The LS-DYNA® has several materials constitutive models and some of them use the Cowper-Symonds equation to include the strain rate effect at the yield stress.

Năstăsescu and Iliescu[9] obtained values for the Cowper-Symonds parameters of a polymer through finite element simulations of the Izod impact test.

The mechanical properties of the material at high strain rates could be obtained experimentally by the use of a servo-hydraulic tensile testing machine or a Hopkinson bar testing[10].

Computational experiments could be generated using space filling method, where the desired respose is evaluated under several configurations, obtained from an organized combination of the design factors levels. As the result a metamodel is generated to predict a system behavior as function of the studied factors[11,12].

The objective of this work is to use design of experiments techniques to find and to adjust the Cowper-Symonds parameters of a LS-DYNA® material model, which can be used to improve the accuracy of the product level simulations.

2. Materials and Methods

The notched Izod impact test specimen, the impact hammer and the fixation jaw finite element model, showed at Figure 1, were created using the Altair HyperMesh 13.0®[3] software in accordance to the ISO 180[13] standard.

Figure 1 Notched Izod Impact test FE model: (a) fixation jaw (green), specimen (blue) and impact hammer (gray); (b) Detail of the specimen mesh at the notch. 

The LS-DYNA® *MAT_089 (Plasticity Polymer) material model was set to the specimen because the true stress-strain curve is used as input data, allowing the representation of the non-linear elastic behavior of most polymers. The strain rate effect could be applied at the yield or ultimate stress by the use of the C and P parameters of the Cowper-Symonds equation or as a load curve at the failure strain by the use of a natural log of the strain rate by the true strain to failure.

The mechanical properties and the stress-strain curve of an ABS (Acrylonitrile butadiene styrene) grade used on this study were obtained from the CAMPUS®[14] (Computer Aided Material Preselection by Uniform Standards) database, and are showed at Table 1 and Figure 2, respectively.

Table 1 ABS mechanical properties. 

Mechanical Property Value Unit Source
Young´s Modulus 2317.65 MPa Stress-strain curve
Yield Stress (23°C) 44.05 MPa Stress-strain curve
Yield Strain (23°C) 3.34 % Stress-strain curve
Izod Impact Strengh 21.691 kJ/m2 Datasheet

Figure 2 ABS stress-strain curve. Source: Campus®[14]

For the material model *MAT_89 an internal check is performed by LS-DYNA® and the yield occurs when the current stress-strain curve slope becomes lower than the value defined at the elastic model field[15].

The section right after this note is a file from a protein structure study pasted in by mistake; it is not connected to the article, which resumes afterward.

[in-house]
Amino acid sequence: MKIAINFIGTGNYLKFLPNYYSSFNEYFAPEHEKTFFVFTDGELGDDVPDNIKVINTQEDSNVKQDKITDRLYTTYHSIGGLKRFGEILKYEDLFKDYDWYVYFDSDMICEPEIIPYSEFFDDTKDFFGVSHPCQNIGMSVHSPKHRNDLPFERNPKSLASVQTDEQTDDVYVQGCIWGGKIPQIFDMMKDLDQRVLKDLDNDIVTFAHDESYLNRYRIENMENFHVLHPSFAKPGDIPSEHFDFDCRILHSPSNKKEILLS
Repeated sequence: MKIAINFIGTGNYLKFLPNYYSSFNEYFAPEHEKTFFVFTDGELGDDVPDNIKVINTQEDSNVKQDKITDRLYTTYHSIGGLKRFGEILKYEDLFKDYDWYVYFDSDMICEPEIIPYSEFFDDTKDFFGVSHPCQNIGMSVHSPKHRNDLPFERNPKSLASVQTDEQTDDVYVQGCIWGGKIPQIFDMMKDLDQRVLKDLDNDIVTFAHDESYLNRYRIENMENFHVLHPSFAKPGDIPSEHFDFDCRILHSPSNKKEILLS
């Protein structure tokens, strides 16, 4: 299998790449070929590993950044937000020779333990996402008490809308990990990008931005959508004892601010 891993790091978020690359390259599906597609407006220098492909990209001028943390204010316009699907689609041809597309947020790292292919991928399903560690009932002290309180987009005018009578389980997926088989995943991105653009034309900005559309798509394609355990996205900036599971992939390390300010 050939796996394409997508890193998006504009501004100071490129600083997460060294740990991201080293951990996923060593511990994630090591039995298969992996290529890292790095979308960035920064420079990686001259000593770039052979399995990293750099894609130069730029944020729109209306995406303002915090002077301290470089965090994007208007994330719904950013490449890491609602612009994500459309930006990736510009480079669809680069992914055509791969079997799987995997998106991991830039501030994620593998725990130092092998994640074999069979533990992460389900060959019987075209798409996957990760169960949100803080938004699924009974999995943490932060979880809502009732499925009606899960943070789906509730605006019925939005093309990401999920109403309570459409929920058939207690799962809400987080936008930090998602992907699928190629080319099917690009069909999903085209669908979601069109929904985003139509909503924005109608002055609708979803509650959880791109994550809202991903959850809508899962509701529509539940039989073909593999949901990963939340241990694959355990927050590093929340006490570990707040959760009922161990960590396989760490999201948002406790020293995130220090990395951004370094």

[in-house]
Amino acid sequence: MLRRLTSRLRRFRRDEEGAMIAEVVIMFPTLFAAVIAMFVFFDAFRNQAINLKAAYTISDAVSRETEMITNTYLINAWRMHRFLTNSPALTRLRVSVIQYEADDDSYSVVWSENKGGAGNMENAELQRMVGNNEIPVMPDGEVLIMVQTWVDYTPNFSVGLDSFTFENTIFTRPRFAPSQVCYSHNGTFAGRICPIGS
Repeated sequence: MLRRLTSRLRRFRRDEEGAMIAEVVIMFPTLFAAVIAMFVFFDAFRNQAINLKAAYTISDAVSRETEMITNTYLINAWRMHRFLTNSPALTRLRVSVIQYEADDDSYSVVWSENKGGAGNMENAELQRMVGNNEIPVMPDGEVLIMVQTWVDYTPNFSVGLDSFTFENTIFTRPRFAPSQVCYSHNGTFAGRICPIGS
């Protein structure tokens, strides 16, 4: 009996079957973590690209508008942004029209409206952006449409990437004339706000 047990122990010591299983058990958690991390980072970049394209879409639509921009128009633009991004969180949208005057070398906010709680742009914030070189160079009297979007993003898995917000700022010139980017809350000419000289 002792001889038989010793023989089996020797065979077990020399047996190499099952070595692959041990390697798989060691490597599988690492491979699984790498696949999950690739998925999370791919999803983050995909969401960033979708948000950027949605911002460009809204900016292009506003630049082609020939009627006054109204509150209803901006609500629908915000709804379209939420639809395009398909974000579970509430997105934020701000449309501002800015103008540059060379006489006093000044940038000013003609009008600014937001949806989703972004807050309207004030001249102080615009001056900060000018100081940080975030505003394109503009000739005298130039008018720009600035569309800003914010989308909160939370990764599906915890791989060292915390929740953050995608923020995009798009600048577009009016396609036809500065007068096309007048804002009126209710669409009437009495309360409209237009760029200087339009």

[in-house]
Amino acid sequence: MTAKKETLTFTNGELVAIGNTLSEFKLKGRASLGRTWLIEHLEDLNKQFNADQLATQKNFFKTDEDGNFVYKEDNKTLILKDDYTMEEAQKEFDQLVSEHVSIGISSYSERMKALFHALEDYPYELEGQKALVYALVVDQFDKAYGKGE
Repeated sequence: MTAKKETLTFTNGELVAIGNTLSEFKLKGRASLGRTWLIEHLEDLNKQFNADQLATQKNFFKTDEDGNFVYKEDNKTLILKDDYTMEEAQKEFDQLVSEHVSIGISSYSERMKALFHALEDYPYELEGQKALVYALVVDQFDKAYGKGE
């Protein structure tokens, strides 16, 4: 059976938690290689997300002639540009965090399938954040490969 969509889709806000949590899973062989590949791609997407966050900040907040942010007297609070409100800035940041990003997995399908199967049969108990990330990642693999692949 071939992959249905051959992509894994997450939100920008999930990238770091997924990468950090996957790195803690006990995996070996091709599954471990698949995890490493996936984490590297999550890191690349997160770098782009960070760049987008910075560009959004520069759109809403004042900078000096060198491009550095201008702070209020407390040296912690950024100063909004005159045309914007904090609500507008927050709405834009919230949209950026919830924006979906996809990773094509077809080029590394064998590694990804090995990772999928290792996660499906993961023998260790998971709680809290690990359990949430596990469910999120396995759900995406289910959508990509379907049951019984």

The rigid material (*Mat_020) was used at the jaw and impact hammer. The material density was calculated in order to result into a 15 kg impact hammer mass (m). The ABS Izod absorbed anergy is 2.0 J which correspond to an impact energy (EK) of 2.7 J. The impact hammer initial velocity (v) of 600 mm/s was calculated as shown in Equation 2.

v=1000×2EK/m (2)

A space filling design experiment, considering as factors the parameters C and P of the Cowper-Symonds equation, was carried out to adjust these material properties due to its capability for modeling non-linear phenomena.

The factors levels were estimated through simulations considering arbitrary values to C and P. The impact test simulation was also performed without any strain rate effect.

The computational experiment was generated using the data analysis software SAS JMP 10.0®[11], considering the uniform design and 10 simulations, as showed on Table 2. Although the experimental generation uses the range of values for the factors C and P, here they will be presented at normalized form between -1 and 1 for industrial confidence purposes.

Table 2 Normalized parameters for each simulation of the space filling experiment. 

Simulation C P
1 -0.703 0.836
2 0.310 0.370
3 -0.898 0.637
4 0.897 0.701
5 0.507 0.775
6 -0.288 0.432
7 0.121 0.966
8 -0.115 0.901
9 0.704 0.563
10 -0.512 0.502

The Altair HyperMesh 13.0® software was used to generate 10 finite element model files considering the combination of the C and P factors. The simulations were performed at LS-DYNA® considering an impact time of 0.015 s. The final hammer velocity value obtained at the post-processing, performed by Altair HyperView 13.0® software, was used at Equation 3 to calculate the kinetic energy variation. The absorbed energy by the specimen was calculated through Equation 4.